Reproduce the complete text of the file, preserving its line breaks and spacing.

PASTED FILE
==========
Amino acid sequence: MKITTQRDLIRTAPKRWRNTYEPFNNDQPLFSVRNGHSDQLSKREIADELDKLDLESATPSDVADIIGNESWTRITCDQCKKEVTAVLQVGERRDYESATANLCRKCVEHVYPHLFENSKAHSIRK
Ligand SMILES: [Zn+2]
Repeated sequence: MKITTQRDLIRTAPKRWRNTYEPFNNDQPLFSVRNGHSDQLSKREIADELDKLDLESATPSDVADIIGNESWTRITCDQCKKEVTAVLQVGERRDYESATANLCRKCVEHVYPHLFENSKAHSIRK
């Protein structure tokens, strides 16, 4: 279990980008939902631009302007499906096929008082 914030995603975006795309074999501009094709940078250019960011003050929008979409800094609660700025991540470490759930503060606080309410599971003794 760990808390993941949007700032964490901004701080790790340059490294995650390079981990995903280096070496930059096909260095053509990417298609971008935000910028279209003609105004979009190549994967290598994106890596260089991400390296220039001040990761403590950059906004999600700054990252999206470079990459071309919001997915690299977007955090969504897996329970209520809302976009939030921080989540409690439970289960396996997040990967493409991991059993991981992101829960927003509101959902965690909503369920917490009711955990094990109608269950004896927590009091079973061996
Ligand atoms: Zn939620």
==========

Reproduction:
Amino acid sequence: MKITTQRDLIRTAPKRWRNTYEPFNNDQPLFSVRNGHSDQLSKREIADELDKLDLESATPSDVADIIGNESWTRITCDQCKKEVTAVLQVGERRDYESATANLCRKCVEHVYPHLFENSKAHSIRK
Ligand SMILES: [Zn+2]
Repeated sequence: MKITTQRDLIRTAPKRWRNTYEPFNNDQPLFSVRNGHSDQLSKREIADELDKLDLESATPSDVADIIGNESWTRITCDQCKKEVTAVLQVGERRDYESATANLCRKCVEHVYPHLFENSKAHSIRK
């Protein structure tokens, strides 16, 4: 279990980008939902631009302007499906096929008082 914030995603975006795309074999501009094709940078250019960011003050929008979409800094609660700025991540470490759930503060606080309410599971003794 760990808390993941949007700032964490901004701080790790340059490294995650390079981990995903280096070496930059096909260095053509990417298609971008935000910028279209003609105004979009190549994967290598994106890596260089991400390296220039001040990761403590950059906004999600700054990252999206470079990459071309919001997915690299977007955090969504897996329970209520809302976009939030921080989540409690439970289960396996997040990967493409991991059993991981992101829960927003509101959902965690909503369920917490009711955990094990109608269950004896927590009091079973061996
Ligand atoms: Zn939620």